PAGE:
# ACT Math: Coordinate Geometry

Some of the most challenging Math questions on the ACT involve Coordinate Geometry, so it’s important you have a solid grasp on the formulas and concepts tested. The most basic concept you’ll encounter is inequalities. To graph a range of values, you’ll need to draw a number line and plot the beginning and end of the range using an open or closed circle and a solid line.

*Which of the following graphs represents the solution to the set of the inequality |x| > 3 on the real number line?*

For this question, we need to solve |x| > 3 before we can graph it. Remember that the ACT loves to make seemingly easy problems more difficult by combining them with other topics (like absolute value). We have to remove the absolute value symbol by splitting the inequality in two, and we have to remember to *flip the sign* for the inequality that becomes negative.

x > 3 x < – 3

This is the correct graph for these two ranges of values. The circles must be open because the symbols don’t have the line that indicates “or equal to”.

A few more formulas to know:

Use this to find the midpoint between two points (notice how you are essentially finding the average of the x-coordinates and the average of the y-coordinates).

**Slope** = Rise / Run = Change in y / Change in x

As long as you know any two points on a line, you can find the slope. Remember that parallel lines have the *same* slope, and perpendicular lines have *negative reciprocal* slopes.

You’ll also need to know how to recognize the graphs for linear and non-linear equations.

**y = mx + b **This is called** slope-intercept form. **An equation in this form will always make a straight line on a graph (notice how neither x nor y have an exponent). In this form, b is the y-intercept (the point on the y-axis where the line crosses) and m is the slope.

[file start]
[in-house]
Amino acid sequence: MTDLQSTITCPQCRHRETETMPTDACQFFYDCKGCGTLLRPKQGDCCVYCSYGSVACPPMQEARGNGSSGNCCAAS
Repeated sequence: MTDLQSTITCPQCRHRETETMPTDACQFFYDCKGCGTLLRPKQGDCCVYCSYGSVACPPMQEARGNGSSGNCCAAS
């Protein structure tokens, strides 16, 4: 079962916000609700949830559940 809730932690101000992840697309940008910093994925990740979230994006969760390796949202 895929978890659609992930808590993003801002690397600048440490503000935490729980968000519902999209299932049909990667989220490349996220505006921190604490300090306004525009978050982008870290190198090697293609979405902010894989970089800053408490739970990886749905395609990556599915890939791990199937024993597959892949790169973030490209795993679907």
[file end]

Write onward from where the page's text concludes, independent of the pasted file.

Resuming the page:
**y = ax ^{2} + bx + c **This is the standard equation for a

**parabola.**In this equation c represents the y-intercept. A standard equation in which a variable is squared will

*never*make a straight line.

In this question, we are asked to determine whether or not this is the correct graph for the equation *y* = ^{(x3 + x)}/_{x}

Don’t get nervous if the equation given does not match the standard equation for a parabola. Often you can simplify it! This equation simplifies to *y* = *x*^{2} + 1. We can see from the graph that the y-intercept is indeed 1. When we plug in the x-coordinates of the other two given points, we see that this must be the correct equation. A great rule for coordinate geometry: *when in doubt, plug in!*

The standard equation of a circle is** (x – h) ^{2} + (y – k)^{2} = r^{2 }**where (h, k) is the center point of the circle and r is the radius. For example, on test day you might see a circle plotted on a graph like so:

The question will ask you to find the equation of the circle. All we have to find is the center point (0, 4) and the radius (4), and then plug it into our equation.

**(x – h) ^{2} + (y – k)^{2} = r^{2 }**

**(x – 0) ^{2} + (y – 4)^{2} = 4^{2 }**

**(x) ^{2} + (y – 4)^{2} = 16**